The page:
Build Your Own Plank Constructed Pond Yacht
Build Norumbega, a vintage Marblehead-class pond yacht designed for radio-control
- Thom McLaughlin—July 5–11
Pond yachts are exquisite small wooden sailboats raced in urban settings. In the height of their popularity, the 1920s to 1940s, they were a common sight in public parks. They conformed to class ratings and were raced in international competitions, including the 1936 Olympics. Today we admire them for their beautiful woodwork, simplicity of form, miniaturized fittings, and their ability to be sailed without high maintenance costs or storage and slip fees.
In this course each student will be gaining experience in building a hull for a Marblehead-class pond boat. This type of small sailboat originated in 1932 with the minimal design requirements of 50″ LOA and 800 square inches of sail area. Over the years, this type of pond boat became the premier example of a racing pond yacht. Norumbega has been designed by the course instructor, but it exemplifies the classic qualities of boats from another era. Norumbega’s form is inspired the 1930’s Cheerio designs of John Black, which garnered him a medal in pond yacht racing at the 1936 Olympics. When fully rigged for sailing, the pond boat is over 7′ tall, which makes it very impressive from shore when under sail. The boat can be easily dismantled for transport in keeping with the origin of the 50″ length, which was to facilitate fitting the boat into a 1930s car rumble seat.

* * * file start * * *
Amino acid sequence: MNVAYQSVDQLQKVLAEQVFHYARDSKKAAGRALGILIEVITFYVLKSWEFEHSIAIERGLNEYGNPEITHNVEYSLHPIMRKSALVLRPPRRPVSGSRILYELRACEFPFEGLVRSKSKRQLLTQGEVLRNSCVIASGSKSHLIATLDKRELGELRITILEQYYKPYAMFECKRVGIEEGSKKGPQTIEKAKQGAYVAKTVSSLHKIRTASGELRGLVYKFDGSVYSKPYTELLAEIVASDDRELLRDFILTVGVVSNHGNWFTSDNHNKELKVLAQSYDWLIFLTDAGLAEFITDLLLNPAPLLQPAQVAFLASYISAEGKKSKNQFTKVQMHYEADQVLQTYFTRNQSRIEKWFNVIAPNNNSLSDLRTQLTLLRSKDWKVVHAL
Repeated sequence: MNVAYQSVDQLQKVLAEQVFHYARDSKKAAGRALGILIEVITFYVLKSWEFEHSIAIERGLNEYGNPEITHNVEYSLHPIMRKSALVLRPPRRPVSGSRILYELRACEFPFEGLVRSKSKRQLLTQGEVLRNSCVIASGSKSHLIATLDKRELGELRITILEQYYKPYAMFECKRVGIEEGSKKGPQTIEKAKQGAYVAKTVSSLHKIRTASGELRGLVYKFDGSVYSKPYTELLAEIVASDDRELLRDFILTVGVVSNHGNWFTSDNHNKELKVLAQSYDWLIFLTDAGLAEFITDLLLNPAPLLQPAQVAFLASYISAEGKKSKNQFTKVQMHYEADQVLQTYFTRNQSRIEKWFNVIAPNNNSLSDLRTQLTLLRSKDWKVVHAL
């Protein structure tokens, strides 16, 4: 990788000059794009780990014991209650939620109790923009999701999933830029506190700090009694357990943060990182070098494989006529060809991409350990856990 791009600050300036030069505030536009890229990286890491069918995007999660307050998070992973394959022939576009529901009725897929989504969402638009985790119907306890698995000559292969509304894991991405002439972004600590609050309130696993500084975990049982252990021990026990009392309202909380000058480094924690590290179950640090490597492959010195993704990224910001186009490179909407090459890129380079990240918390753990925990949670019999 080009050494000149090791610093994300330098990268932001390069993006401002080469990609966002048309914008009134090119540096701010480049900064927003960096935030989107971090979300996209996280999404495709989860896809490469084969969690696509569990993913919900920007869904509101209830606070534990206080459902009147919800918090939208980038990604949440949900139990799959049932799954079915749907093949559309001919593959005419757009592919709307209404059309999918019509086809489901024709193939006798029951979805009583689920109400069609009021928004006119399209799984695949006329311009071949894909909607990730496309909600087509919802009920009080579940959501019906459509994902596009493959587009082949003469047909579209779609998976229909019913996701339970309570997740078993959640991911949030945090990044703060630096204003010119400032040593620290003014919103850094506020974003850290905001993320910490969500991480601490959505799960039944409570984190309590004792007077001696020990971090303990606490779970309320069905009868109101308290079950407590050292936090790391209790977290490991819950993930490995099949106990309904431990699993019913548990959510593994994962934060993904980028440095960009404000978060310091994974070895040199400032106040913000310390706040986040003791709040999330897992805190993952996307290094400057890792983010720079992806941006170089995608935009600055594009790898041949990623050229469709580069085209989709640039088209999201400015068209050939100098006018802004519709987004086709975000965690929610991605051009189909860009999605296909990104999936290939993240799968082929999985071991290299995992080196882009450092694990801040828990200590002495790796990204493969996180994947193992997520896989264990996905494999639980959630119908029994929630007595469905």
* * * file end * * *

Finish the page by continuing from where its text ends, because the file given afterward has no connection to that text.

Working from lines drawings, each student will work on their own hull using the tapered plank building method. Computer Numerically Controlled (CNC) parts for the strongback, molds, and keelson will be used to facilitate the initial building steps. Several past students have gone on to build other designs of pond boats using methods learned in this course. Besides actually building a pond yacht, this class is excellent for someone interested in building plank-constructed examples of model boats or being exposed to the fundamentals of full-sized boatbuilding.